Earlier this summer, the first shipment of coal from Heilongjiang province arrived by road at the Russian far east deep-water port of Vostochnyy. Over coming months the coal will be stockpiled in Vostochnyy and then sent on to Japan, South Korea and other Asia-Pacific countries. Some 500,000 tonnes of Chinese coal will be transhipped through Vostochnyy this year under a contract between the port authorities and Heilongjiang.
This arrangement is part of developing co-operation between Russia and China in the energy sector. The biggest project to date is construction of the Tianwan nuclear plant, but this is by no means the only initiative. Russian-made generators are now operating at the Shuizhong thermal power station and there are plans for major joint developments in oil and gas.
Currently, Russia ranks ninth among China's trade partners, with bilateral trade reaching US$5.73bn last year, up 4.4 percent over 1998. In the first quarter of this year, trade increased by a further 26.7 percent to reach US$1.42bn.
Energy will play an increasingly significant role in this developing relationship. Last month, Presidents Jiang Zemin and Vladamir Putin signed memorandums of understanding on feasibility studies for an oil pipeline, a joint gas development project with North Korea and a commitment by China to buy 300,000 tonnes of Russian oil. Experts believe joint energy initiatives will be the catalyst for wider Sino-Russian economic cooperation.
In March this year, the Russian and Chinese energy departments discussed the possibility of transporting oil and natural gas from Siberia to China. Russia hopes to provide China with 35bn cubic metres of natural gas annually up to 2010. In addition, the volume of oil transported to China is set to increase from the present level of 1m tonnes to 20m-30m tonnes.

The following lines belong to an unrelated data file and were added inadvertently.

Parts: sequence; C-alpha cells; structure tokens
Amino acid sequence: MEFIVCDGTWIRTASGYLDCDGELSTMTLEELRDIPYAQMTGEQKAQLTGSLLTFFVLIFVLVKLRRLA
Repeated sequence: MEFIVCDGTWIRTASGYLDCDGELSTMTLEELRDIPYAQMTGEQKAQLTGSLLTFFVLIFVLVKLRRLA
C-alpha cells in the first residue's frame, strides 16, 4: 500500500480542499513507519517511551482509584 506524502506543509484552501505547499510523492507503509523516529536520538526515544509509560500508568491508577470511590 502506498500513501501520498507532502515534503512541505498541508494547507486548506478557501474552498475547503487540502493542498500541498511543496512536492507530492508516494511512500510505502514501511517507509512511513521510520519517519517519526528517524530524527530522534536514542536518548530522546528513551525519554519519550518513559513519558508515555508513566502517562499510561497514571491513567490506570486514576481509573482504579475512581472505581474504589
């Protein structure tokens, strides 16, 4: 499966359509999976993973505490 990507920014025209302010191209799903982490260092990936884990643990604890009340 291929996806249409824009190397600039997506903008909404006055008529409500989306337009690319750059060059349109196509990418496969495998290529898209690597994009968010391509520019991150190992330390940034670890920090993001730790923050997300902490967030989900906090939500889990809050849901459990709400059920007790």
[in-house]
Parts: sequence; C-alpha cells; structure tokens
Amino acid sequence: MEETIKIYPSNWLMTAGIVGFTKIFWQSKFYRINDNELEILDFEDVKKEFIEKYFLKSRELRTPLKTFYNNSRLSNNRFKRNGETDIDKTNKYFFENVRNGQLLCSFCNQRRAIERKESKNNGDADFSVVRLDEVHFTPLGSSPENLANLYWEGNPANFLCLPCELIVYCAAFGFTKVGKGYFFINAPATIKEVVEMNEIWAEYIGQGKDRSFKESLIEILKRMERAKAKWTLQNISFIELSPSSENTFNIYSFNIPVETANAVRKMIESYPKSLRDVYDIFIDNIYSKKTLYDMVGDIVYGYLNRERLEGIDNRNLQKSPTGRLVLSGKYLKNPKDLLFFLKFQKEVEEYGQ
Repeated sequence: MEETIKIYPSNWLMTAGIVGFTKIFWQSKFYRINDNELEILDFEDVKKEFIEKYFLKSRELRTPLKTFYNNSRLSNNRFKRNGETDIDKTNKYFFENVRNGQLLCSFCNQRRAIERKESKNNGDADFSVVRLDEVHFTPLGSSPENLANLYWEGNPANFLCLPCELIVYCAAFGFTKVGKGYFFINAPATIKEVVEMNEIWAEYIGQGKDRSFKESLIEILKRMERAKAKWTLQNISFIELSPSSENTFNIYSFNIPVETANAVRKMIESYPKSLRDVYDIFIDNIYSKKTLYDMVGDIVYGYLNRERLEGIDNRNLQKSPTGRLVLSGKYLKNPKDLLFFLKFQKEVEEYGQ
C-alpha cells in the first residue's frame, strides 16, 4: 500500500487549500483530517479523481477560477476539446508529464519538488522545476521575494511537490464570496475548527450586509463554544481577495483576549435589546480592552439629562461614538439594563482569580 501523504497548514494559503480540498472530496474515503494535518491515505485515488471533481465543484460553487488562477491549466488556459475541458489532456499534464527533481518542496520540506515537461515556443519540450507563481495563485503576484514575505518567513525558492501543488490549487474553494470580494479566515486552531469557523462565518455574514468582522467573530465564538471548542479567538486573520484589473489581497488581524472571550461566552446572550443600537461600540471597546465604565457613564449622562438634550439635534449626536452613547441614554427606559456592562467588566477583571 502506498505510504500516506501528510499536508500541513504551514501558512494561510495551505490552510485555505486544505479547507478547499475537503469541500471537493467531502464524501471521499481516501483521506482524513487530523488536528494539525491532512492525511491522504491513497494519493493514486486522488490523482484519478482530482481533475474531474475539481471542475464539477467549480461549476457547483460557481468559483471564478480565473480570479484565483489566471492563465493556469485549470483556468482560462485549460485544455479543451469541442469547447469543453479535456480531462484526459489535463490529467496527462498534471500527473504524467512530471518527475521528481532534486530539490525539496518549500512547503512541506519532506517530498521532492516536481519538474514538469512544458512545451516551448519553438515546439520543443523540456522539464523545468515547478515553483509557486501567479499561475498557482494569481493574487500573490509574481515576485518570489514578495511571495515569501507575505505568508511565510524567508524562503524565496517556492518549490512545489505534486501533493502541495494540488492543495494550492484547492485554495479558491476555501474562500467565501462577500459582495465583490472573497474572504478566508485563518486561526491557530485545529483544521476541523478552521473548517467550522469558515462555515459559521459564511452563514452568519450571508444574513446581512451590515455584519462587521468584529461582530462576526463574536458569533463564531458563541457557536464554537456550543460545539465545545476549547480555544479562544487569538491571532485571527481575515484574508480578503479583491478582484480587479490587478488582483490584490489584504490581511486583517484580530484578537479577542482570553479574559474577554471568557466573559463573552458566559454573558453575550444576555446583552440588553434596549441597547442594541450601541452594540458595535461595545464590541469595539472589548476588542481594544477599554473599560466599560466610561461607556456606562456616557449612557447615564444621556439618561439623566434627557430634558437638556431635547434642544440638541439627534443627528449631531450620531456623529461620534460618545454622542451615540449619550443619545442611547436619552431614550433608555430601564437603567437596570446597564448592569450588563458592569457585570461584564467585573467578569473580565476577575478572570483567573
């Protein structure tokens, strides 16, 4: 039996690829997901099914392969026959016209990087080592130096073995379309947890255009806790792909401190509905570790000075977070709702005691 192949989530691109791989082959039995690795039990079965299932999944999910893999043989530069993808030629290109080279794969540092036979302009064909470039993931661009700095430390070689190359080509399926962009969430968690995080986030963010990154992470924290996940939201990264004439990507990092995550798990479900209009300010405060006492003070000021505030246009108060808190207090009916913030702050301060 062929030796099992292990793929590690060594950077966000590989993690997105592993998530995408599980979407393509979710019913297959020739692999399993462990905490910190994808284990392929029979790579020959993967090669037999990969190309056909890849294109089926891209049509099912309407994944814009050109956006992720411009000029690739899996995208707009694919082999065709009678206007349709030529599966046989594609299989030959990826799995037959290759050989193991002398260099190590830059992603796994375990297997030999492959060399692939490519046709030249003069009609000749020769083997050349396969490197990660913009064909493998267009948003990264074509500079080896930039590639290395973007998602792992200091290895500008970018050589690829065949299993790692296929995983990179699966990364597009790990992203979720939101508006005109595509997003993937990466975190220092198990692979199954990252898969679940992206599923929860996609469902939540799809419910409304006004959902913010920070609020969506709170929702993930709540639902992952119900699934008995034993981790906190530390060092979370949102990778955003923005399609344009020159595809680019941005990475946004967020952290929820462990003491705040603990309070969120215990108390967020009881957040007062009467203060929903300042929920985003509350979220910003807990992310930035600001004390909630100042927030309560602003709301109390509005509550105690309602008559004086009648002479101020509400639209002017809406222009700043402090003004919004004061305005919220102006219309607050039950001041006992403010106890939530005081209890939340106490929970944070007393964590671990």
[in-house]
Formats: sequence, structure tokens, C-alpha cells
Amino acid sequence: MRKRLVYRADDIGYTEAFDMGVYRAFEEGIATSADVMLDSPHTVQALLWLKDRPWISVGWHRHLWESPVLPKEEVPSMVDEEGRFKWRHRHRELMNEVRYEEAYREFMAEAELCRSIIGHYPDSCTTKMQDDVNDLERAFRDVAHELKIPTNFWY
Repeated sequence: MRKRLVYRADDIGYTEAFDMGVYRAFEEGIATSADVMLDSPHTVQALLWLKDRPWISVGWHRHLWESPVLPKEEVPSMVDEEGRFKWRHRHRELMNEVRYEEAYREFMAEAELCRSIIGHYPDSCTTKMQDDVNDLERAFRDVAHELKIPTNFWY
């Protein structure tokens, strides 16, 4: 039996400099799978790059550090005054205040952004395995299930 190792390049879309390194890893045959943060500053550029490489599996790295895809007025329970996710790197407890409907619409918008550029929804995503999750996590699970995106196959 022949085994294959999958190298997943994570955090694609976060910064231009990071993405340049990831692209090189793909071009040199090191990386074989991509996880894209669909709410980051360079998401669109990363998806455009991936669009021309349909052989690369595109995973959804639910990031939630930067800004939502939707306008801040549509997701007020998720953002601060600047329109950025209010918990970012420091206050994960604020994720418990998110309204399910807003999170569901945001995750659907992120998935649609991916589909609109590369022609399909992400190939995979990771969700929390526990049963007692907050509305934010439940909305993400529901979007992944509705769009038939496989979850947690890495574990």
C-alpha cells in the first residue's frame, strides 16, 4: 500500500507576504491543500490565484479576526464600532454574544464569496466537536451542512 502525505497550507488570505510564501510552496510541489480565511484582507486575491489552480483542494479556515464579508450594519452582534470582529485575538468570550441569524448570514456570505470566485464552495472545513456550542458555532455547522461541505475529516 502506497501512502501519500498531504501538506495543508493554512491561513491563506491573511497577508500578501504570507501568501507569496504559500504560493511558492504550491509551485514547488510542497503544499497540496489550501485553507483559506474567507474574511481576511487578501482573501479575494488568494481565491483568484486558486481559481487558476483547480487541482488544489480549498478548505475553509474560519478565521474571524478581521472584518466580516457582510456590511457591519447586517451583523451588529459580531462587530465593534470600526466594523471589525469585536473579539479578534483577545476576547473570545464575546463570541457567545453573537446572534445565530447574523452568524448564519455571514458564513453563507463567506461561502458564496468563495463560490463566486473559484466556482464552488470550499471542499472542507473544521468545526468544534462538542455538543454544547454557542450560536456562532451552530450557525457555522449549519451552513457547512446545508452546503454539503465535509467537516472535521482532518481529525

Some weeks ago, Russia announced plans to take part in China's ambitious western development programme. Projects include building an enterprise in Xinjiang to produce electricity supply equipment, constructing coal mines and recovering oil in Qinghai and Xinjiang, and helping China transport natural gas from its western to its eastern regions.
Mr Li Jingwen, an economist at the Chinese Academy of Sciences and a foreign scholar at the Russian Academy of Sciences, is optimistic about bilateral cooperation. "Russian experience and technology can be directly used by us," he says. "If Russia's political situation is stabilised, its economy will grow and the co-operative potential will become a real force."
In 1999, the Russian economy grew by 3.2 percent after a decade-long slump. China is soon to join the World Trade Organisation and Russia should complete its WTO negotiations with the next few years. This should further develop cooperation.
Both sides see great potential. Regional authorities in Russia's far east are optimistic about the prospects of closer links, especially China's interest in an investment project to build a Sakhalin-Khabarovsk gas pipeline. Recently, a government delegation from Heilongjiang expressed interest in the project.